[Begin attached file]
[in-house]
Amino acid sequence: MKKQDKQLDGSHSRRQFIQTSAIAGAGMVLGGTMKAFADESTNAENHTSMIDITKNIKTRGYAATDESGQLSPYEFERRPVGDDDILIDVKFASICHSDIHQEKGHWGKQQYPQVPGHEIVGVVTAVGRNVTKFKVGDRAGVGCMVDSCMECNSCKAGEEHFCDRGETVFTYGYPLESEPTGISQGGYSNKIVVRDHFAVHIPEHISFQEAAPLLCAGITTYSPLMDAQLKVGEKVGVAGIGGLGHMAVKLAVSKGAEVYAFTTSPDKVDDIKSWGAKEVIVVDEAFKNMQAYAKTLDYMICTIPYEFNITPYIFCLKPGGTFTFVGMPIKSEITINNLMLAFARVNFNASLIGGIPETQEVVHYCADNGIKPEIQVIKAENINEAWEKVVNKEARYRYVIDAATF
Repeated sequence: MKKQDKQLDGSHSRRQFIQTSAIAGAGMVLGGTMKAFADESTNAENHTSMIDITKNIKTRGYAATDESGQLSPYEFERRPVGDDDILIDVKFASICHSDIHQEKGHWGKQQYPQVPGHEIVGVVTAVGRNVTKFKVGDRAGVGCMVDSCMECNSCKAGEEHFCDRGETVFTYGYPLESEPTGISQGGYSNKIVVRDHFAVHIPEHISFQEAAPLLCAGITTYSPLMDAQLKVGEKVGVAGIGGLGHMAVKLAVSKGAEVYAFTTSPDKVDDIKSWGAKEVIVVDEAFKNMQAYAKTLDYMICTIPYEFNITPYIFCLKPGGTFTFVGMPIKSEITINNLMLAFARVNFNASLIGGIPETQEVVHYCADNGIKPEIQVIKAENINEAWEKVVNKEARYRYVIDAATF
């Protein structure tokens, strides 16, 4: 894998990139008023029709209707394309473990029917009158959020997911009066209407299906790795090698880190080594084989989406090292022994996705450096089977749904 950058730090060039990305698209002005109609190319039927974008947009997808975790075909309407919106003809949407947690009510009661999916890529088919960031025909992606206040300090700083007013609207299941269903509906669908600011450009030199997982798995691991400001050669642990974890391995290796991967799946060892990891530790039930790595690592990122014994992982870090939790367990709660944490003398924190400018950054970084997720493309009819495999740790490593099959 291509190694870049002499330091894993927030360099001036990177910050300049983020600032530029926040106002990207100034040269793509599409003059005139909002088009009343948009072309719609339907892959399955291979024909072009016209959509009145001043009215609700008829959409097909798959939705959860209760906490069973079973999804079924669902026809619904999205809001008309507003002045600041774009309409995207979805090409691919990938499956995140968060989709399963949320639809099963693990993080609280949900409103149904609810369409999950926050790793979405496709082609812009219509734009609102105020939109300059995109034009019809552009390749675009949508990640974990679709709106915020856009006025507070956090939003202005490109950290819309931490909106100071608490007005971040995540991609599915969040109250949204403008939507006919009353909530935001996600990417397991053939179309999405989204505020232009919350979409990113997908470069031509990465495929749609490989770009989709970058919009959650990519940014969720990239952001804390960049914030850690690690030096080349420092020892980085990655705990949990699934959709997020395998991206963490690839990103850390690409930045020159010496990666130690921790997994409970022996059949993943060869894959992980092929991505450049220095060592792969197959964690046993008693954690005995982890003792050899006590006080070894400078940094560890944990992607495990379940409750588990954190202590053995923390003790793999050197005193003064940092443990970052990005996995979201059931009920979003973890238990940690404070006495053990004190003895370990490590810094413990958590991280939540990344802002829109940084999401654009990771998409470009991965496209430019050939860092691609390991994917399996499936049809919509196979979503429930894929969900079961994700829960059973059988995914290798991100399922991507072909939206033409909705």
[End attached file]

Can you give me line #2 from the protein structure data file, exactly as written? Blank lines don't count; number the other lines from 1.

Amino acid sequence: MKKQDKQLDGSHSRRQFIQTSAIAGAGMVLGGTMKAFADESTNAENHTSMIDITKNIKTRGYAATDESGQLSPYEFERRPVGDDDILIDVKFASICHSDIHQEKGHWGKQQYPQVPGHEIVGVVTAVGRNVTKFKVGDRAGVGCMVDSCMECNSCKAGEEHFCDRGETVFTYGYPLESEPTGISQGGYSNKIVVRDHFAVHIPEHISFQEAAPLLCAGITTYSPLMDAQLKVGEKVGVAGIGGLGHMAVKLAVSKGAEVYAFTTSPDKVDDIKSWGAKEVIVVDEAFKNMQAYAKTLDYMICTIPYEFNITPYIFCLKPGGTFTFVGMPIKSEITINNLMLAFARVNFNASLIGGIPETQEVVHYCADNGIKPEIQVIKAENINEAWEKVVNKEARYRYVIDAATF